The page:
Comment March 2002

Inspired Immaturity

The midlife crisis as a patriotic duty

I turned forty recently, so it's time I started planning my midlife crisis. I'm not going to have it right away, but something this humiliating requires preparation. First I've got to set some general parameters. For example, I envision something more dramatic than a red convertible but less drastic than a sex-change operation. I'm not inclined toward the Brian Wilson-style spend-three-years-in-bed crisis; on the other hand, I wouldn't want to go off soul-searching amid Tibetan Sherpas at a Himalayan base camp, which involves more physical exertion than I'm up for. I want to achieve the traditional goals of the midlife crisis—several acts of epic selfishness, maximum possible embarrassment to my children, maybe a hair weave—but I don't want to do anything that might cause my wife to cast meaningful glances at the butcher knives.

I face an additional challenge, in that my wife, while admitting that I am capable of causing embarrassment, doesn't think I have it in me to be phenomenally asinine. She thought I was pushing the limits of my daring when I came home from an unexpectedly long business trip with some European underwear. And she didn't worry in the least that I was merely warming up for grander things when she caught me listening to old Meat Loaf albums. She is going to be blown away when I come home one day on a new Harley-Davidson equipped with a front-mounted spud gun. When she sees me in possession of a weapon that can propel potatoes through plywood, maybe she will recognize the extent of my inner vitality.

From the archives:

"Third-Class Citizen" (March 2002)
Whose lifestyle is it anyway? By Cullen Murphy

One can't even think about a midlife crisis without heavy-duty financial planning, because it is an essential element of the American creed that anything worth doing stupidly is worth doing at great expense. Fortunately, in a little-noticed amendment to the 1997 Defense Authorization Bill, President Clinton and Dick Morris created tax-deferred Second Adolescence Savings Accounts, which allow men to save up to $2,000 a year tax free, as long as the money is eventually spent on something covered in chrome. With a few years of careful saving and several months of voracious credit-card accumulation, it should be possible to ensure full financial access to excess.

The next step on the road to a midlife crisis is the most important one: deciding just what sort of crisis to have. Women have it easy. Their path is clear: 1) Visit the plastic surgeon to get cheek skin stapled behind head. 2) Go see The Vagina Monologues. 3) Pour some decaf and have a really meaningful conversation with a friend. But I am exploring the male point of view. Men have to choose between two basic types of midlife crises: the sensitive New Age spiritual quest and the vulgar materialist binge.

The New Age quest is for those who have a bias toward self-discovery techniques that are performed while barefoot. It suits men who believe that everyday life is full of trivial distractions and who want to discover inner joys and deep harmonies, which can then be used as fodder for self-adoring monologues before captive dinner-party audiences. The quest usually starts with a few afternoons in the spirituality section of the local bookstore. Several months of journal keeping, bread making, yoga classes, and suburban Buddhist epiphanies follow. Pretty soon Hermann Hesse novels begin to seem intelligent; the garage has been transformed into a pottery studio; the days start with chants to Eos, Goddess of the Dawn; and it seems like a good idea to grow a ponytail on the back of your head even though there's no hair left on top.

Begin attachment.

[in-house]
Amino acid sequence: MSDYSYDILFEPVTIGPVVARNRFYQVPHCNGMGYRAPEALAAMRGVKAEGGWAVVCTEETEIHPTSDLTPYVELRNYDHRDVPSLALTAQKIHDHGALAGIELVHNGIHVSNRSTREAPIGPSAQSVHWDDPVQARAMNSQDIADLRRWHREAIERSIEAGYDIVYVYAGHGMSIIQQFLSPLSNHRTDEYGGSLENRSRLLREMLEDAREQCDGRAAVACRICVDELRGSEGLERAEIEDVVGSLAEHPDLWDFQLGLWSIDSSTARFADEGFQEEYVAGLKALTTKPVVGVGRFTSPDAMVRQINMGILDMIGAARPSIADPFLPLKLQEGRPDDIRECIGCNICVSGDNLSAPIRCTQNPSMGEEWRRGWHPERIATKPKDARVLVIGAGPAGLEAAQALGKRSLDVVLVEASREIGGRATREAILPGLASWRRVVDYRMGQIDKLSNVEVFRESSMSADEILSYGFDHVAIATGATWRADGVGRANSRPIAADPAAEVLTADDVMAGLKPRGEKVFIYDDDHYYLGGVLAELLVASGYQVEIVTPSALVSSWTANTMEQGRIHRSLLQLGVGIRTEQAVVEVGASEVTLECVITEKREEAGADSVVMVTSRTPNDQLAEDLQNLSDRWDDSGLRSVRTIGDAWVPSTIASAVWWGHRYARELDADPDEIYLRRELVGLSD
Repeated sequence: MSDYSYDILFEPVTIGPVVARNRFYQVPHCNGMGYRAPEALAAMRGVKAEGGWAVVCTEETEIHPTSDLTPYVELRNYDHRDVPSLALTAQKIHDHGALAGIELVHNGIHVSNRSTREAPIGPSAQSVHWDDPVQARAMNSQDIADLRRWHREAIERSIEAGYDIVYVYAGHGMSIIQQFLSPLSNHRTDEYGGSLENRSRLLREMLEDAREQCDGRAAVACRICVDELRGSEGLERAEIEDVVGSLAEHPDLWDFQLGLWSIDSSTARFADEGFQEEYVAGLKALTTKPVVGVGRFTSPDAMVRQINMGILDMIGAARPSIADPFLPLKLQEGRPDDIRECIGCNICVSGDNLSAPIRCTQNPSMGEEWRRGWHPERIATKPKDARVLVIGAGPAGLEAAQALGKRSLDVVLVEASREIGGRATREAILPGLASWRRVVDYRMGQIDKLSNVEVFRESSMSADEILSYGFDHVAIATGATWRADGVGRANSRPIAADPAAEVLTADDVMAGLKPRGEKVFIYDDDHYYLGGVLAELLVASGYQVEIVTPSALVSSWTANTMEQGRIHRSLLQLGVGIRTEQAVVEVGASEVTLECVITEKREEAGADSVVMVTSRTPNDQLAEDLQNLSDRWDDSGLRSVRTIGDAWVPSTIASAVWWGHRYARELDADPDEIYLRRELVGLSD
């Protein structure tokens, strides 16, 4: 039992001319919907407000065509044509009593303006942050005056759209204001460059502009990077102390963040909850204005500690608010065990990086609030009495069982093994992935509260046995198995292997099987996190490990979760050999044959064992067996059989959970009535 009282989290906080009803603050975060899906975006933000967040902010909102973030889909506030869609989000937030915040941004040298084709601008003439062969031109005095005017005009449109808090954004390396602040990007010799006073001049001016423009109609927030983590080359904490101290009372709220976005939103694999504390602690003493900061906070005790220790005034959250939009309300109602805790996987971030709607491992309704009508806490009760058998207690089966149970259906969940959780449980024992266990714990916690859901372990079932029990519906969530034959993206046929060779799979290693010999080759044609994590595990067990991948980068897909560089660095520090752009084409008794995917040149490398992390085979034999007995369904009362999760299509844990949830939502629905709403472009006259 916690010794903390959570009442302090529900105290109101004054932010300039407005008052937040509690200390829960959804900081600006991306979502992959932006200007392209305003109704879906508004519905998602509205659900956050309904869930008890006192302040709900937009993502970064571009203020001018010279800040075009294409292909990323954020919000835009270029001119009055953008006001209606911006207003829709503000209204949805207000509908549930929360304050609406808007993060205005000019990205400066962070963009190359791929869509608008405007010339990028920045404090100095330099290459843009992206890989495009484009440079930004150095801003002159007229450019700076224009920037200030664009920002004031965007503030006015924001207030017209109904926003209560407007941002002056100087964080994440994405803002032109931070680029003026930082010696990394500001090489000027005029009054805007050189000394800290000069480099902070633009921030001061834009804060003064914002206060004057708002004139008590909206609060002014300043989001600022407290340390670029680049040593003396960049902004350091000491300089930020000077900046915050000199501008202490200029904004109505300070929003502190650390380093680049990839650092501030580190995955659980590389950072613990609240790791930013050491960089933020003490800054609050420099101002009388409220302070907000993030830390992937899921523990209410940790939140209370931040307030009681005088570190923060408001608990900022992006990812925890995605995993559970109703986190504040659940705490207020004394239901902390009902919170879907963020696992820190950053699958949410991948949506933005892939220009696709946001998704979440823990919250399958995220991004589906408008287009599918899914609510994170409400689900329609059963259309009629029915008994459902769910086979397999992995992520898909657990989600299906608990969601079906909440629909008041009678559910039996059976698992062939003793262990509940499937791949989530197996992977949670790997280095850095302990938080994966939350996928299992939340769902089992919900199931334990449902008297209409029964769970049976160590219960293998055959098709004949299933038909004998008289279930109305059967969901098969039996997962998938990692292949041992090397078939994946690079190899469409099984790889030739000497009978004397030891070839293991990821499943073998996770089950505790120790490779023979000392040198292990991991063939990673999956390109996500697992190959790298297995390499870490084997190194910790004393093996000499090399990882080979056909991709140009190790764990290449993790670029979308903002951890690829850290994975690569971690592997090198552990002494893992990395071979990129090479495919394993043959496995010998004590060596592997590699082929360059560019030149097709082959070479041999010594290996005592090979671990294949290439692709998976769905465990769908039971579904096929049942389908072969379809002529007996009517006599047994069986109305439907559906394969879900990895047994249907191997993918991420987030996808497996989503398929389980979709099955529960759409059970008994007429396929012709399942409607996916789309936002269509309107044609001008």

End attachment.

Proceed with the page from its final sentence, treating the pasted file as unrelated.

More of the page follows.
The spiritual midlife crisis is the near exclusive province of a certain kind of soft-spoken, upscale Democrat. Decibel-rich, upscale Republicans tend to opt for the vulgar materialist binge. This course is for those who realize that they finally have the money and the status to do the raunchy things they could only dream of when they were young, awkward, poor, and unattractive. Up to now, the man on this course realizes, he has been too selfishly concerned with his career. Now he is going to be selfishly concerned with his pleasure.

The middle-aged hedonist usually starts small—a $500 titanium Big Bertha-style golf club with a head the size of a small oil drum, or a set of wet-bar stools with seats made from the foreskins of endangered whales. But pretty soon he perceives that the priests and the philosophers have been suppressing a vital truth: Possessions can make you feel good. Money can buy happiness. It really is more fun to hang around superficial, fun-loving people who would be unnerved by the thought of having sex not in the presence of a video camera. From then on the path is obvious. One must have enough diamond-studded Bulgari watches to outfit a Saudi family. There is nothing wrong with using a Humvee as a golf cart. An hour spent experimenting with multi-channel surround-sound home theater/audio systems is an hour well spent. The middle-aged hedonist becomes a Jacuzzi connoisseur, an acolyte at the altar of the Montblanc pen. He experiences a surge of pleasure each time he lounges aboard his fifty-four-foot Chris-Craft wooden cruiser, taking cigar reviews seriously while sipping brandies three times as old as his date.

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David Brooks is a New York Times columnist.

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